Code of Fair Information Practices
The Computer Age has not always resulted in positive effects. Many feared that computers will be used for criminal activities or other unsavory purposes. Indeed, many have used them for such purposes since the birth of computers and the rise of information technology. There are various social and ethical consequences of computer technology, such as system failure catastrophes, invasion of personal privacy and other much-discussed events.
Computer ethics addresses these and other questions. It is a new field of ethics, started in the 1970s. It is intended to deal with the number of ethical problems and moral quandaries that arise from the widespread adoption and usage of computer technology. For instance, a common fallacious belief that computer ethics deals with is that computer users can do minimal or even negligible harm to themselves, the computer or any other computer user.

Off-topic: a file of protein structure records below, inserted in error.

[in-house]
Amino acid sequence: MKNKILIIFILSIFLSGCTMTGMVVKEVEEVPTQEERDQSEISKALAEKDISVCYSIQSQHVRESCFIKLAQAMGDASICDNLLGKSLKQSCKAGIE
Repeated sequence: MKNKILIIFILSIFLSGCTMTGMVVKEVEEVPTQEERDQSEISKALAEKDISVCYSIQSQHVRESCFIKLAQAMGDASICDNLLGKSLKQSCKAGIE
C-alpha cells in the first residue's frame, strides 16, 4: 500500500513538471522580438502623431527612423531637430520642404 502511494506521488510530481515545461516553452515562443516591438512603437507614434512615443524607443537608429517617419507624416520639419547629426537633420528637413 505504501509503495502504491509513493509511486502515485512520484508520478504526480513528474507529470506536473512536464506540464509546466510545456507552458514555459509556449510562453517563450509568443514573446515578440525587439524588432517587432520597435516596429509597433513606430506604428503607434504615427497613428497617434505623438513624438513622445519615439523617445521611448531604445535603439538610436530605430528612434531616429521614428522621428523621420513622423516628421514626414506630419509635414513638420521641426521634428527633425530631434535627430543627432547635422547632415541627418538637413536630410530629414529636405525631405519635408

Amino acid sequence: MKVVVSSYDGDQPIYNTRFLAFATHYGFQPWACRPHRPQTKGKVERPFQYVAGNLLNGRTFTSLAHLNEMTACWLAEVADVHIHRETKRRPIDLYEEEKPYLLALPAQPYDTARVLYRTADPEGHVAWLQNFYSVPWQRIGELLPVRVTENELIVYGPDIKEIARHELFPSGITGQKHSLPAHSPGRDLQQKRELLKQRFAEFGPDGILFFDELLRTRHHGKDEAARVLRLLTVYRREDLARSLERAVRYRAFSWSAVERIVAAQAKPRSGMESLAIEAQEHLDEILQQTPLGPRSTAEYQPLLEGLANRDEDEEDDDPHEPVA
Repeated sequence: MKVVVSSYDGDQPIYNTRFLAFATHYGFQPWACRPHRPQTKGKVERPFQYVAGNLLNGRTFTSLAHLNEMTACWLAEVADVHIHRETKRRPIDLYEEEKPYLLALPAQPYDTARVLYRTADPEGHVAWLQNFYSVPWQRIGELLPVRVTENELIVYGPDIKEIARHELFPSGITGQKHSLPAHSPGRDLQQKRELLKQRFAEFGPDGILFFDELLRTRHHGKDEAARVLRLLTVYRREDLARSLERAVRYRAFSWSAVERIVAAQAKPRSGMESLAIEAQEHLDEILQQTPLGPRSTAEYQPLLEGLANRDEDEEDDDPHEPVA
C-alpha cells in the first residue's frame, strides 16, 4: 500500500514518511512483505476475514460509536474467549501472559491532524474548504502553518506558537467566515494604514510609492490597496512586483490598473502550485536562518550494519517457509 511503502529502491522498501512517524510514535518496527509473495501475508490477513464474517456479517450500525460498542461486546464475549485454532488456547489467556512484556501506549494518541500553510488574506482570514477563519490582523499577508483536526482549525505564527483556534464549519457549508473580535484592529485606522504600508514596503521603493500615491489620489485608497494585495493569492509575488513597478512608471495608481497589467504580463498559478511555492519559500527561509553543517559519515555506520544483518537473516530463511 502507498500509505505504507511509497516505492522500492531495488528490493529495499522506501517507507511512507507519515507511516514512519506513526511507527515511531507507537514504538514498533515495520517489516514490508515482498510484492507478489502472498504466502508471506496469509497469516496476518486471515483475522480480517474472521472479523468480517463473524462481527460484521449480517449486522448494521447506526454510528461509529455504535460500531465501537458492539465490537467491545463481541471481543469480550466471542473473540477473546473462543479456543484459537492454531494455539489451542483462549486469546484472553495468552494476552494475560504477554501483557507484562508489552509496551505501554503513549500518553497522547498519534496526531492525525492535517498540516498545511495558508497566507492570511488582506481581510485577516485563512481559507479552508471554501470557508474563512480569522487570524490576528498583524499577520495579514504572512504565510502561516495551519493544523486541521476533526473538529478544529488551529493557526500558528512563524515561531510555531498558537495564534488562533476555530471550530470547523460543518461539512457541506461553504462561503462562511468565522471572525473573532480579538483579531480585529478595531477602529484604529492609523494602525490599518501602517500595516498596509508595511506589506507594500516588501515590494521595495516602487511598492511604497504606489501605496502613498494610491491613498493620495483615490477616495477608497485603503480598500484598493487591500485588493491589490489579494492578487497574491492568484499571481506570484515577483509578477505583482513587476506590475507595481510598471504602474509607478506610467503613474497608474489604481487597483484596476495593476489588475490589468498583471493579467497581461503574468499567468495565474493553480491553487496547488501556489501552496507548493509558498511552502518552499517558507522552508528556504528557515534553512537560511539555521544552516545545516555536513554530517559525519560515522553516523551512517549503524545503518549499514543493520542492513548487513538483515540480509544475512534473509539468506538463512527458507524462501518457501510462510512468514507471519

Nothing could be further from the truth. You are personally just as liable for all the legal consequences of online behavior as you are for offline behavior. This realization can be unpleasant, especially if individuals have already engaged in illegal behavior with the misperception that the Internet made it legal.
Privacy concerns are also a huge deal in the field of computer ethics. In 1973, the Advisory Committee to the Secretary of the Department of Health, Education and Welfare issued a Code of Fair Information Practices to protect the rights of American citizens. This code is as follows:
1. No personal data record-keeping systems that are designed to be kept secret from the public are allowed.
2. For personal data record-keeping systems, there must be a way for individuals to know what is in their file and how it is being kept.
3. Individuals must have a way to correct information in their files.
4. It is the responsibility of any organization using personal data record-keeping systems to ensure its reliability and prevent its misuse.
5. The purpose of obtaining personal information may not be changed without individuals' informed consent.